Making use of R5 on BeagleY-AI

The BeagleY gets advertized with “Arm Cortex-R5 subsystem for low-latency I/O and control”. How can the (one of the) R5 cores be used along with the BeagleY Linux on the Cortex-A53?

The TI Technical Reference Manual for the AM67A is confusing when it comes to the R5 subsystem: sometimes it talks about dual-core R5, sometimes single core R5… What I currently assume is this, taking the block diagram as reference:

  • the WKUP R5 is the “Device management” R5 which is used for booting and for securely unlocking the peripherals for the other cores.
  • the MCU R5 is unused and can be used (?)
  • no idea what the “Runtime management” R5 is… or is this R5 core running the security firmware for unlocking the peripherals?

Maybe one of the BeagleY team experts can comment…? Thanks!


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This will be the first thing I’ll be trying when I get one. Personally, I think good documentation on how to run some code on the R5 and pass some data between that and Linux will be key to making this an (unnamed other SBC) killer.

The AI stuff doesn’t interest me, but I’m sure will be important for others. The “new PRU” interests me the most.

Do you have any examples of how to run code on the R5’s? The examples i have found appear to be way outside my range and confort zone. The PRU’s, I have already managed.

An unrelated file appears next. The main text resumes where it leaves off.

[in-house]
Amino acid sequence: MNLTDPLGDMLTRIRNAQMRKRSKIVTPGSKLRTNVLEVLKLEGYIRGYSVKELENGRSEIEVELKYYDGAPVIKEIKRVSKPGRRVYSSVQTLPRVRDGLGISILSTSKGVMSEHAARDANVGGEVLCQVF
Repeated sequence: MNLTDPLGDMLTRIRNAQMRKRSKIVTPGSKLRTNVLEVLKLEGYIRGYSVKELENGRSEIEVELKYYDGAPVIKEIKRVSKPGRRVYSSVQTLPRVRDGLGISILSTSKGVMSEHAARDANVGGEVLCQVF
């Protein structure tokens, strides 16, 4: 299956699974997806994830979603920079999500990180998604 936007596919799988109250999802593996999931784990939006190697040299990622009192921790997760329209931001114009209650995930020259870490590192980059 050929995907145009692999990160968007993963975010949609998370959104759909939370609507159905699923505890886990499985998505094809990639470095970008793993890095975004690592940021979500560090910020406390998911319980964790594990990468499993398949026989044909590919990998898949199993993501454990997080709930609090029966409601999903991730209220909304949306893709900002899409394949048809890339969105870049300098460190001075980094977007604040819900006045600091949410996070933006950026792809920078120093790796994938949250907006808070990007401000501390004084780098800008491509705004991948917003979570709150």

If you don’t mind please post the links to those.

Hi guys, interesting topic, but please be so kind and discuss this in a separate thread. I’d like here to get first the answer to the original question which of the R5 on the AM67A can be used for running user code and how the others are being used.

This one from TI, is not specific, but has a few examples.
mcupsdk-core/examples/hello_world_cpp/am273x-evm/r5fss0-0_nortos/main.cpp at next · TexasInstruments/mcupsdk-core · GitHub

This is one i could not, for the life of me, understand. It was posted in the these forums somewhere…
GitHub - kaofishy/bbai64_cortex-r5_example

Have you tried it out, if it does actually work that linker script .ld would be helpful. As far as understanding it,I was watching the eclipse today and that would be a good excuse for me not understanding it.

lol. I couldnt watch the eclipse. I wanted to share this example. If you understand it, of figure it out, please dumb it down for someone like me. Thank you.